His work history has been in the timber, banking and real estate industries, and he’s now enjoying retirement. He has been interested in computers for over thirty years and is a strong advocate for free open source software. He is chairman of the SeniorNet Hutt City committee.

Word of the day

The word for today is…

thwart (verb) – 1. To prevent the occurrence, realisation, or attainment of.
2. To oppose and defeat the efforts, plans, or ambitions of (someone).

(noun) – 1. A seat across a boat on which a rower may sit.
2. A transverse strut in a canoe or other small boat.

(adj) – 1. Extending, lying, or passing across; transverse.
2. Eager to oppose, especially wrongly; perverse.

Source : The Free Dictionary

Etymology : (verb) “oppose, hinder,” mid-13th century, from thwart (adv).

(adv) Circa 1200, from a Scandinavian source, probably Old Norse þvert “across,” originally neuter of thverr “transverse, across,” cognate with Old English þweorh “transverse, perverse, angry, cross,” from Proto-Germanic *thwerh- “twisted, oblique” (source also of Middle Dutch dwers, Dutch dwars “cross-grained, contrary,” Old High German twerh, German quer, Gothic þwairhs “angry”), altered (by influence of *thwer- “to turn”) from *therkh-, from PIE root *terkw- “to twist.” From mid-13th century as an adjective.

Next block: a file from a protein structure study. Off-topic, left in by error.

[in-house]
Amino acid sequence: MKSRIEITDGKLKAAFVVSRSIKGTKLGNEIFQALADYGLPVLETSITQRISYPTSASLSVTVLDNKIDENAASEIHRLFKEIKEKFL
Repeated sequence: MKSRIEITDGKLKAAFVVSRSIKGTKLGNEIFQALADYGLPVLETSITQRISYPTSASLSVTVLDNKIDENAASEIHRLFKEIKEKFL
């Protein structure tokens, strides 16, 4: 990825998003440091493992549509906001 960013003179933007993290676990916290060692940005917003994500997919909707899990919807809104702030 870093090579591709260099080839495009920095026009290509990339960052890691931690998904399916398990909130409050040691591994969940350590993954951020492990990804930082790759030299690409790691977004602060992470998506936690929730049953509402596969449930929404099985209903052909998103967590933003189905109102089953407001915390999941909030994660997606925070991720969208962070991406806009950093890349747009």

Peter is a fourth-generation New Zealander, with his mother’s and father’s folks having arrived in New Zealand in the 1870s. He lives in Lower Hutt with his wife, three cats and assorted computers.

His work history has been in the timber, banking and real estate industries, and he’s now enjoying retirement. He has been interested in computers for over thirty years and is a strong advocate for free open source software. He is chairman of the SeniorNet Hutt City committee.

Word of the day

The word for today is…

squamous (adj) – 1. Covered with or formed of scales; scaly.
2. Resembling a scale or scales; thin and flat like a scale.
3. Of or relating to the thin, platelike part of the temporal bone.

Source : The Free Dictionary

Etymology : The adjective squamous is a direct borrowing of Latin squāmōsus “covered with scales, scaly”, a derivative of the noun squāma “scale (on a fish or reptile), metal plate used in making armor.” The ultimate etymology of squāma is unclear, but it is related to squālēre “to be covered or crusted in scales or dirt,” and the derivatives of squālēre include squālidus “having a rough surface” and squālor “roughness, dirtiness, filth.” Squamous entered English in the 16th century.

Peter is a fourth-generation New Zealander, with his mother’s and father’s folks having arrived in New Zealand in the 1870s. He lives in Lower Hutt with his wife, three cats and assorted computers.

His work history has been in the timber, banking and real estate industries, and he’s now enjoying retirement. He has been interested in computers for over thirty years and is a strong advocate for free open source software. He is chairman of the SeniorNet Hutt City committee.